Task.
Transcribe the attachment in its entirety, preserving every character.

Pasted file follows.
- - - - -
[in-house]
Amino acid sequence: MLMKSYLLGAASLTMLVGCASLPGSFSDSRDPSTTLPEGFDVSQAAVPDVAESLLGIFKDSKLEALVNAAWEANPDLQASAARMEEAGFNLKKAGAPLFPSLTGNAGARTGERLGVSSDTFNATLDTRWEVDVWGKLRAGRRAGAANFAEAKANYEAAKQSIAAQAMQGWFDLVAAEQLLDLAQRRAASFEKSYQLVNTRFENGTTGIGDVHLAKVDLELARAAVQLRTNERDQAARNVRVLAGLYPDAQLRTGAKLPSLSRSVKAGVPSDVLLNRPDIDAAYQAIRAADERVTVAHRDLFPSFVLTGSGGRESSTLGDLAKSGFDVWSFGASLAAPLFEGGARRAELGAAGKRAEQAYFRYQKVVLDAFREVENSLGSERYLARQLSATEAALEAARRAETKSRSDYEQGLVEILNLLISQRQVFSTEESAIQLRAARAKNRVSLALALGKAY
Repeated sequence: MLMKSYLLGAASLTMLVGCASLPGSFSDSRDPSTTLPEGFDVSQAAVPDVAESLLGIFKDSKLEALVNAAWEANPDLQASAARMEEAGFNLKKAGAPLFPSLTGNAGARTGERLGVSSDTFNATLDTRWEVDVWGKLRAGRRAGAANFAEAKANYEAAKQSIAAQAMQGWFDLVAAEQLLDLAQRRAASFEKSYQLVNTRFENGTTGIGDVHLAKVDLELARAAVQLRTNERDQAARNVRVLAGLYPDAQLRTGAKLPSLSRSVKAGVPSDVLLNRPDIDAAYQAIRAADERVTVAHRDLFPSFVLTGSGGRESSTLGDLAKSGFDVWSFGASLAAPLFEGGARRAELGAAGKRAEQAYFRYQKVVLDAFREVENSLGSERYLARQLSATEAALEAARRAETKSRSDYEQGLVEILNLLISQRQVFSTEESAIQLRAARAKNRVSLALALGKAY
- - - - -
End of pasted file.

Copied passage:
[in-house]
Amino acid sequence: MLMKSYLLGAASLTMLVGCASLPGSFSDSRDPSTTLPEGFDVSQAAVPDVAESLLGIFKDSKLEALVNAAWEANPDLQASAARMEEAGFNLKKAGAPLFPSLTGNAGARTGERLGVSSDTFNATLDTRWEVDVWGKLRAGRRAGAANFAEAKANYEAAKQSIAAQAMQGWFDLVAAEQLLDLAQRRAASFEKSYQLVNTRFENGTTGIGDVHLAKVDLELARAAVQLRTNERDQAARNVRVLAGLYPDAQLRTGAKLPSLSRSVKAGVPSDVLLNRPDIDAAYQAIRAADERVTVAHRDLFPSFVLTGSGGRESSTLGDLAKSGFDVWSFGASLAAPLFEGGARRAELGAAGKRAEQAYFRYQKVVLDAFREVENSLGSERYLARQLSATEAALEAARRAETKSRSDYEQGLVEILNLLISQRQVFSTEESAIQLRAARAKNRVSLALALGKAY
Repeated sequence: MLMKSYLLGAASLTMLVGCASLPGSFSDSRDPSTTLPEGFDVSQAAVPDVAESLLGIFKDSKLEALVNAAWEANPDLQASAARMEEAGFNLKKAGAPLFPSLTGNAGARTGERLGVSSDTFNATLDTRWEVDVWGKLRAGRRAGAANFAEAKANYEAAKQSIAAQAMQGWFDLVAAEQLLDLAQRRAASFEKSYQLVNTRFENGTTGIGDVHLAKVDLELARAAVQLRTNERDQAARNVRVLAGLYPDAQLRTGAKLPSLSRSVKAGVPSDVLLNRPDIDAAYQAIRAADERVTVAHRDLFPSFVLTGSGGRESSTLGDLAKSGFDVWSFGASLAAPLFEGGARRAELGAAGKRAEQAYFRYQKVVLDAFREVENSLGSERYLARQLSATEAALEAARRAETKSRSDYEQGLVEILNLLISQRQVFSTEESAIQLRAARAKNRVSLALALGKAY